In early December last year, Biodiversity Enforcement Officers in South Africa received a tip that a ground pangolin was being offered for sale on the market for illegal wildlife trade. These scaly mammals—harmless to humans but critical to ecosystems—are threatened by poachers and traders around the world. As they are a protected species in South Africa, the officers planned and executed a sting operation in Ivory Park, a suburb of Johannesburg, to apprehend the suspects.
HSI Africa Wildlife Program Manager Nicci Wright received a call that the pangolin had been retrieved and two men arrested and charged with violating both national and provincial laws that prohibit possession of these animals. Later that night, the pangolin was transported to the Johannesburg Wildlife Veterinary Hospital (JWVH), where Nicci is an expert wildlife rehabilitator. Here, Nicci and the JWVH team took “Ivory” the pangolin, named after the area where he was confiscated, into their care.
Pangolins seized from traffickers have usually been kept in captivity with no water or food for weeks, and often die of dehydration. Thankfully, the initial examination of Ivory revealed no severe injuries or trauma, but he smelled strongly of bleach. It is thought that the suspected poachers had soaked him in a bucket of the substance in an attempt to disguise his natural smell to avoid detection from sniffer dogs. JWVH veterinarian, Dr Lourens anesthetized Ivory for further assessment and treatment and collected DNA samples to possibly identify where he had come from and to gather any other evidence for prosecution.
That evening, Ivory was taken to a safe location which featured ant and termite mounds—staple foods of pangolins, who are specialist feeders. Ivory immediately started to feed on both, and enjoyed three- to four-hour foraging sessions every night after that. Once the team was satisfied that Ivory had stabilized and was able to forage normally, they arranged for his release in a carefully selected conservancy area. They attached a tracking device to a scale on his back to monitor his behavior and movement and released him safely back into the wild. He has since established a territory and is doing well. Watch him take his first steps of freedom.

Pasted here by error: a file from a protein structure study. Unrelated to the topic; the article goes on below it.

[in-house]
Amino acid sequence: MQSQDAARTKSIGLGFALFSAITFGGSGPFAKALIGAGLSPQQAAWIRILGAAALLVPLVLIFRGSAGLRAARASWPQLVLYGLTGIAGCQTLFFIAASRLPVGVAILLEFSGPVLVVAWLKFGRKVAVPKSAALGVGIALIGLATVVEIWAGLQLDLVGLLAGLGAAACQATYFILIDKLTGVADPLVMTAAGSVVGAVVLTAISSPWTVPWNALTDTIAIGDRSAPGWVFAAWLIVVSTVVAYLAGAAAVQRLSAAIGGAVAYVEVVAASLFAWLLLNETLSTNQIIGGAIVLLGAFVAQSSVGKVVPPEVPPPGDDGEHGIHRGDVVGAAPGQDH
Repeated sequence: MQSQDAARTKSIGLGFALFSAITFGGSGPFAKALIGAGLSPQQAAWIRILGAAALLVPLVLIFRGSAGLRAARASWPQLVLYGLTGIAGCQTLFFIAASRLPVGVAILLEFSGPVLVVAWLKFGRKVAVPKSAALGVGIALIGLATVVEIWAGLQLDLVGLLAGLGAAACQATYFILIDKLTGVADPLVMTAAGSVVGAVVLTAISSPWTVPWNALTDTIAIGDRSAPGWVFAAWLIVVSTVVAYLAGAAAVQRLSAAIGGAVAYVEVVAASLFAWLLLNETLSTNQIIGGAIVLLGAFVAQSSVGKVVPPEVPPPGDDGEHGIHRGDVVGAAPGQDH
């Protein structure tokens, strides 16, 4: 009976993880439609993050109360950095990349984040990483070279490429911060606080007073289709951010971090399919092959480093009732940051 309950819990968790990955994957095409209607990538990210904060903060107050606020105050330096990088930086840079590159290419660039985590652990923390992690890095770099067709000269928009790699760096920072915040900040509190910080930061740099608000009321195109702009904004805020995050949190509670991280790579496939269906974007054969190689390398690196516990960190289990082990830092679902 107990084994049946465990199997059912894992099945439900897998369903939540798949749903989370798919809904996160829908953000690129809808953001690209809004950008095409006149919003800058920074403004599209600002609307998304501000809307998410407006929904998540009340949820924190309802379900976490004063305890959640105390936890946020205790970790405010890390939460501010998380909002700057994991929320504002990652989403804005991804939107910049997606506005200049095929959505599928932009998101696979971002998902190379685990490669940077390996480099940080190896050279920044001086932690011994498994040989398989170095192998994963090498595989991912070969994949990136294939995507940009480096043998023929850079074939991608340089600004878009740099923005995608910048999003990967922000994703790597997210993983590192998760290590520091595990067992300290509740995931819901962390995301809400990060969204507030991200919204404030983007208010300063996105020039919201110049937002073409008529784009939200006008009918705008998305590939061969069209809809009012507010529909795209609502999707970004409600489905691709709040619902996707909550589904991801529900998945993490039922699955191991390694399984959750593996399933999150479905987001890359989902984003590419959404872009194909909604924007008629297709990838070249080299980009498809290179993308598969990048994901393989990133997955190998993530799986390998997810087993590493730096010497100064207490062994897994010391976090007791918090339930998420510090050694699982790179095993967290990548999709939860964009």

On 19 January 2018, Ivory’s poachers appeared in court for sentencing. The prime suspect was sentenced to seven years in prison without the option of a fine and will be deported, at his own costs, on completion of his sentence, an unprecedented jail term for a pangolin crime in South Africa. The other was found not guilty of the poaching offence, but was deported immediately. This has set a new benchmark for cases involving pangolin poaching and is welcome news.
HSI Africa will continue to work to protect pangolins like Ivory and give them another chance at life in the wild. See an update.